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Source: dictionary of Greek and also Roman Biography and Mythology.
ALTERNATE surname SPELLINGS
CLASSICAL literary works QUOTES
Homer, Odyssey 1. 68 ff (trans. Shewring) (Greek epos C8th B.C.) :"The nymphe Thoosa, son of Phorkys (Phorcys) the mr of the barren brine (medon atrygetos halos), and she lay v Poseidon within her arching caverns."
Homer, Odyssey 13. 96 ff : "On the coast of Ithaka (Ithaca) is a certain haven, spiritual to the old sea-god Phorkys (Phorcys) (limen Phorkynos)."
Homer, Odyssey 13. 345 ff : "Here
Hesiod, Theogony 233 ff (trans. Evelyn-White) (Greek epic C8th or C7th B.C.) :"And Pontos (Pontus, the Sea) begat Nereus . . . And Pontos again fathered an excellent Thaumas and also proud Phorkys (Phorcys), being mated v Gaia (Gaea, the Earth), and fair-cheeked Keto (Ceto) and Eurybia."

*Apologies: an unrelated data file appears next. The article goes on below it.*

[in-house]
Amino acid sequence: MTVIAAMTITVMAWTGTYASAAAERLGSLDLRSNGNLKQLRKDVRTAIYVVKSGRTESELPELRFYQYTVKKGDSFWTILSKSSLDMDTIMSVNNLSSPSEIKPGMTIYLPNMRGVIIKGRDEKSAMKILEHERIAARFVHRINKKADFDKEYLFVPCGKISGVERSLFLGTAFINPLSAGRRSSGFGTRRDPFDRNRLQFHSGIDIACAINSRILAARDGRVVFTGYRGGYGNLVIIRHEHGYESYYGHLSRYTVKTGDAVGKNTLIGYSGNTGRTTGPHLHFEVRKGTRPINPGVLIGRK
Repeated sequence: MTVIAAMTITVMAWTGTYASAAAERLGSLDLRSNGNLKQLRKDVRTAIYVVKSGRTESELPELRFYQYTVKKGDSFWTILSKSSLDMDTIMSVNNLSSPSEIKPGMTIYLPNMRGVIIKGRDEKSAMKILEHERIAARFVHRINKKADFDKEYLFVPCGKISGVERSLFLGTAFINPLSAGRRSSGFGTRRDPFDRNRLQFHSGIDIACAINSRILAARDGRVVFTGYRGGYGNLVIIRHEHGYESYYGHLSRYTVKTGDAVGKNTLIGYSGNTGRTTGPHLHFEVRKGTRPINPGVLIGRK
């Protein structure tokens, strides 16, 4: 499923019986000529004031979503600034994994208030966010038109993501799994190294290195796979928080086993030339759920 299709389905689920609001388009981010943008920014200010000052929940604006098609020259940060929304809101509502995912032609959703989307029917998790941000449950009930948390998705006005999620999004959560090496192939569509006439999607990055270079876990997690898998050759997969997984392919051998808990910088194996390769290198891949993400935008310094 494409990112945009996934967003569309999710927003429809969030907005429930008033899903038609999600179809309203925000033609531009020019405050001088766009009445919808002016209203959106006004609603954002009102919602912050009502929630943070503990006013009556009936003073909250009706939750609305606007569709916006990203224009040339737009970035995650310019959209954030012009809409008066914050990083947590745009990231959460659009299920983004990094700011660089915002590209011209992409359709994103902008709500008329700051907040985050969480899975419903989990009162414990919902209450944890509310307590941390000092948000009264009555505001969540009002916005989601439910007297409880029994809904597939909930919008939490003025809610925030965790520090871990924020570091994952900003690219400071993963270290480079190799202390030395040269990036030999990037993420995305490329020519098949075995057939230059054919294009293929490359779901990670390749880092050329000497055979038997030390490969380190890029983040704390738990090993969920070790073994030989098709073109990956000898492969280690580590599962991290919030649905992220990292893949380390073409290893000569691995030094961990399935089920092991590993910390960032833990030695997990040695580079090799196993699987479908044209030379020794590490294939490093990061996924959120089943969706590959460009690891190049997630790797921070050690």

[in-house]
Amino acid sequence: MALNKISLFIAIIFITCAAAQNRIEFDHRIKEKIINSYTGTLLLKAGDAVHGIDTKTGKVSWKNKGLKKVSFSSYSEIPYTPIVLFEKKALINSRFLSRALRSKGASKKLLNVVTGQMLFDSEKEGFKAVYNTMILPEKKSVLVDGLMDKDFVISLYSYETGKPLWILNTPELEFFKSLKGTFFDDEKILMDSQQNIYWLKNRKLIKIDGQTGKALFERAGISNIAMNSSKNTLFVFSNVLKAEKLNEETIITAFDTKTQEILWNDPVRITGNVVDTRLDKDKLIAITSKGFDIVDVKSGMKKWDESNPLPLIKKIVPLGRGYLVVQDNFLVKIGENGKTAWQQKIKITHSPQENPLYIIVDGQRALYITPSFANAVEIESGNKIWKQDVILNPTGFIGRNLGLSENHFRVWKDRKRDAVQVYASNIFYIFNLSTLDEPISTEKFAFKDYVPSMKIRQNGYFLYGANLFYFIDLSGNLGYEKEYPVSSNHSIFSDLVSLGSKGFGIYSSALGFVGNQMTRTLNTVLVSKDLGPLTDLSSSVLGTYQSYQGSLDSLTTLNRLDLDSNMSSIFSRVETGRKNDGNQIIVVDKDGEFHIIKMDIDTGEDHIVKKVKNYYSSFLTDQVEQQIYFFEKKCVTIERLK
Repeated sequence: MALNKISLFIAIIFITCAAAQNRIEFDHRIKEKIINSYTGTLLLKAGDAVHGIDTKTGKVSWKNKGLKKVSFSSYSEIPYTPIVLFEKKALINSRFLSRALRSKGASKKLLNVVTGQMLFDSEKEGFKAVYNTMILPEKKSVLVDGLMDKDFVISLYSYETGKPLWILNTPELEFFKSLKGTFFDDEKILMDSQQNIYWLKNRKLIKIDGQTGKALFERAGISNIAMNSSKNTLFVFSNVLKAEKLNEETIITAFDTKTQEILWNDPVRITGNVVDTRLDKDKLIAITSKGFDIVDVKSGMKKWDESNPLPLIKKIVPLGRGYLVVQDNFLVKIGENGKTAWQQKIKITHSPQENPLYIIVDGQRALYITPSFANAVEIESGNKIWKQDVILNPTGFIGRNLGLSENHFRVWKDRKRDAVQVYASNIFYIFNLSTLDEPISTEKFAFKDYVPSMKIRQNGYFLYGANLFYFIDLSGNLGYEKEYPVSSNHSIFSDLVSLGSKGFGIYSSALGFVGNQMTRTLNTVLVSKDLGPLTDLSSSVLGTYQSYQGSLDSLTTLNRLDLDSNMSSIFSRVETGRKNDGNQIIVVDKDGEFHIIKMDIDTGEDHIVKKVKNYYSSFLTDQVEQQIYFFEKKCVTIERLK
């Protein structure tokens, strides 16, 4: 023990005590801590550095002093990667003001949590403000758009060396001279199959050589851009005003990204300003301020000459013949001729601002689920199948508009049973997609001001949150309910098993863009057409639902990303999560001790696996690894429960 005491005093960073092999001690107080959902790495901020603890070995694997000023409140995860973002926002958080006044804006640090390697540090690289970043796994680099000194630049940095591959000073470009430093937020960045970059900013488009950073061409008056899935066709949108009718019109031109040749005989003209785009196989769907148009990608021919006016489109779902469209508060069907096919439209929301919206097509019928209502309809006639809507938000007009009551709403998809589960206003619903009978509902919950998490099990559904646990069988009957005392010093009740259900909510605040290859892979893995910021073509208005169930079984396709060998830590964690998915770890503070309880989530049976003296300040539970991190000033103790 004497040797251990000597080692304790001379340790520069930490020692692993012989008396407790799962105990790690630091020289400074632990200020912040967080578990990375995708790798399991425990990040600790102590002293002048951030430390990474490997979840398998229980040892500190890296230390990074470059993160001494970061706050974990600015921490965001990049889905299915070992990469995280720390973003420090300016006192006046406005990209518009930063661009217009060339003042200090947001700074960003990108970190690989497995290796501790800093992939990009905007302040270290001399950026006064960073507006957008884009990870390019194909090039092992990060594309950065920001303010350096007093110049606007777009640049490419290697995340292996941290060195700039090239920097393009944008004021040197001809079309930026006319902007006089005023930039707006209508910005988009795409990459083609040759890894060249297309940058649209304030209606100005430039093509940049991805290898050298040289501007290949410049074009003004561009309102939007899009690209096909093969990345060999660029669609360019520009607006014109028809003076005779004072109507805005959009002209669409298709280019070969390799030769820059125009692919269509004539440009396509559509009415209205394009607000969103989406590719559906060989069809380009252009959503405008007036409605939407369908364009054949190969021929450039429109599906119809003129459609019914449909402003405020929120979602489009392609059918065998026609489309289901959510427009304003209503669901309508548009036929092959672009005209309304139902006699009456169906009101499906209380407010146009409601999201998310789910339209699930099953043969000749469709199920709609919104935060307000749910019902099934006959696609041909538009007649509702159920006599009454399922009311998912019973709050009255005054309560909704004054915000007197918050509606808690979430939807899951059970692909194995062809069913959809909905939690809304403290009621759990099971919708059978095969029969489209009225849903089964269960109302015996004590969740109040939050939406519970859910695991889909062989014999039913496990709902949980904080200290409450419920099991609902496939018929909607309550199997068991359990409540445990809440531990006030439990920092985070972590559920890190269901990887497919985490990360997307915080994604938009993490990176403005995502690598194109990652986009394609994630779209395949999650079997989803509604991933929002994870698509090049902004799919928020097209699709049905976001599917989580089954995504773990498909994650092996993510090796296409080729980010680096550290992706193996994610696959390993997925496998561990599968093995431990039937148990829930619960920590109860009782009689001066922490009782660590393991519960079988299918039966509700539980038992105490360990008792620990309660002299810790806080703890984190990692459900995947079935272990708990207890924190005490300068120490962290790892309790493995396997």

Hesiod, Theogony 270 & 332 ff : "And to Phorkys (Phorcys) Keto (Ceto) boring the Graiai (Graeae), v fair faces and gray indigenous birth, and also these the gods who are immortal and men who walk ~ above the earth contact Graiai, the gray sisters, Pemphredo robed in beauty and also Enyo robed in saffron . . . And also the Gorgones (Gorgons) who, past the famous stream the Okeanos (Oceanus), live in the utmost location toward night, through the singing Hesperides: they are Sthenno, Euryale, and Medousa (Medusa) . . .But
Stasinus of Cyprus or Hegesias of Salamis, Cypria Fragment 21 (from Herodian, On peculiar Diction) (trans. Evelyn-White) (Greek epic C8th or C7th B.C.) : "By him
Pindar, Pythian Ode 12. 14 (trans. Conway) (Greek lyric C5th B.C.) :"The
Alcman, Fragment 1 (trans. Campbell, Vol. Greek Lyric II) (Greek lyric C7th B.C.) :"Let no male . . . Effort to marry . . . A daughter of Porkos (Phorcys)."
Aeschylus, Prometheus tied 793 ff (trans. Weir Smyth) (Greek tragedy C5th B.C.) :"The Gorgonean levels of Kisthene (Cisthene), wherein the Phorkides (daughters the Phorkys)
Pseudo-Apollodorus, Bibliotheca 1. 10 (trans. Aldrich) (Greek mythographer C2nd A.D.) :"The kids of Pontos (Pontus, Sea) and also Ge (Gaea, Earth) were Phorkos (Phorcus), Thaumas, Nereus, Eurybia, and also Keto (Ceto) . . . Phorkos and Keto had the Phorkides (Phorcides)